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I came across this answer to the question of removing elements by value in C++:

C++ Erase vector element by value rather than by position?


vec.erase(std::remove(vec.begin(), vec.end(), valueToRemove), vec.end());

The answer makes sense, but isn't this bad style? The logic is consists of a double negative... is there a cleaner way to do this?

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Where do you see a double negative? –  jalf Sep 5 '11 at 16:06
Check this out: en.wikipedia.org/wiki/Erase-remove_idiom Suggestion: get a copy of Scott Meyer's Effective STL –  Antonio Pérez Sep 5 '11 at 16:16
What is a "double negative"? Do you mean a general/logical double negative or is this some software-design term I don't know. In the latter case what does it mean? And in the former case, strange question! –  Christian Rau Sep 5 '11 at 16:29
see below - it was a misconception on my part. feel free to remove the question... –  daj Sep 6 '11 at 4:22

3 Answers 3

up vote 6 down vote accepted

Deleting an element from a collection consists of two steps:

  • Moving down all subsequent elements to fill in the holes created by matches
  • Marking the new end

With the C++ standard library, these are two separate functions, remove and erase, respectively.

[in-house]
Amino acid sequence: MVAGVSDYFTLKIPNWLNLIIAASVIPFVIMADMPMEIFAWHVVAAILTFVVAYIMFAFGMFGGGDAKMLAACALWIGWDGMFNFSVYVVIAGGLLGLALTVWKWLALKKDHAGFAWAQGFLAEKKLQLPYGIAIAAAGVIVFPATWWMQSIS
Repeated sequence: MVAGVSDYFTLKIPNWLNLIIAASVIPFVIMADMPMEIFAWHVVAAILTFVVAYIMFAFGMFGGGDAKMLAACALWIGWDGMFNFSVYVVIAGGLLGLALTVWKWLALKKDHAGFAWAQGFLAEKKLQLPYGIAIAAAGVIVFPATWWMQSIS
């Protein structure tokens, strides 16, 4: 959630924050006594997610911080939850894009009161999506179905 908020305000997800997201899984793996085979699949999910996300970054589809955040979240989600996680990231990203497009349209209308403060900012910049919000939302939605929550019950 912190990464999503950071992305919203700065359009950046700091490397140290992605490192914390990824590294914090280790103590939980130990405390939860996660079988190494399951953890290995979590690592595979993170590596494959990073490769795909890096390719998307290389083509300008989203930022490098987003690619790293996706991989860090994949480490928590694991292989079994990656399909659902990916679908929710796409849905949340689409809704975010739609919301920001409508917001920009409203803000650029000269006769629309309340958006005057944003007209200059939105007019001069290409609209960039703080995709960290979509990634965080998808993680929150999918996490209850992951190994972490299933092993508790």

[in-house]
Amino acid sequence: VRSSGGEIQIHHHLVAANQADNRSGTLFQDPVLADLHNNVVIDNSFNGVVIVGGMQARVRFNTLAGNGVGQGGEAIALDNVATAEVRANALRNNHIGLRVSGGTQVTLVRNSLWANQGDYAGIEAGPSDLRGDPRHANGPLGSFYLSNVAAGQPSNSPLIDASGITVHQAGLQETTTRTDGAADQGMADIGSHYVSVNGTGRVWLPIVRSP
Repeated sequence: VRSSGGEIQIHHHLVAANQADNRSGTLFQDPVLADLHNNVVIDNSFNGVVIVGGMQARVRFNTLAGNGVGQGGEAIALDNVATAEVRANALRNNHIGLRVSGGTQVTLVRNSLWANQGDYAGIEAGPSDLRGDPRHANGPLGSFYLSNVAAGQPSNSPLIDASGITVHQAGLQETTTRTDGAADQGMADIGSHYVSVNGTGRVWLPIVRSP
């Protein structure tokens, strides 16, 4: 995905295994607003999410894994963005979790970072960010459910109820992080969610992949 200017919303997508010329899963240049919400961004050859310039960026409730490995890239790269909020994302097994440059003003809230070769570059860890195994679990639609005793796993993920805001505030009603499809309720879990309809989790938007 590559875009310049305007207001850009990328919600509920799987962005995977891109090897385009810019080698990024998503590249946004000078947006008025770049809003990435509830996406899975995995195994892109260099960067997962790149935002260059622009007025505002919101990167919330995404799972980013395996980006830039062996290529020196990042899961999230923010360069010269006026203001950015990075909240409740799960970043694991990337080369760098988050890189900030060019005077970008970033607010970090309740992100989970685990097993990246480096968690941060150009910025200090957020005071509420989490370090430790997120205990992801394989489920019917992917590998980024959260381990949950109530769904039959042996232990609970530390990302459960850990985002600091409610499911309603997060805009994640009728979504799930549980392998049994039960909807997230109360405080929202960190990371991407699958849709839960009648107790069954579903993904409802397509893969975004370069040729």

One could certainly imagine an erase_if type of function which would be easier to use, but evidently the current code is considered good enough. Of course you can write your own remove_if.

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I see, I think I actually misinterpreted the answer. Takes a while to understand all these C++ idioms. I like the wikipedia entry too : en.wikipedia.org/wiki/Erase-remove_idiom –  daj Sep 5 '11 at 16:24

This isn't bad and in fact an efficient way of removing elements from a vector based on a condition in linear time. Watch this video from 35th minute. STL explanation for the Erase and Remove Idiom

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Remember that there are different types of containers: Contiguous vs node-based, and sequential vs associative.

Node-based containers allow efficient erase/insert. Sequential containers organize elements by insertion order (i.e. position), while associative containers arrange them by (key) value.

All current associative containers (map/set/unordered) are node-based, and with them you can erase elements directly, and you should use the element-wise member erase function directly. Lists are node-based sequence containers, so you can erase individual elements efficiently, but finding an element by value takes linear time, which is why lists offer a member remove function. Only sequence containers (vector and deque) have no easy way to erase elements by value, and that's where the free remove algorithm comes in, which first rearranges the sequence to then allow the container's member erase to perform an efficient erasure at the end of the container.

Unlike the many generic aspects of the standard library which work without any knowledge of the underlying container, the copy/erase idiom is one of those things which require a bit of detail knowledge about the differences between the containers.

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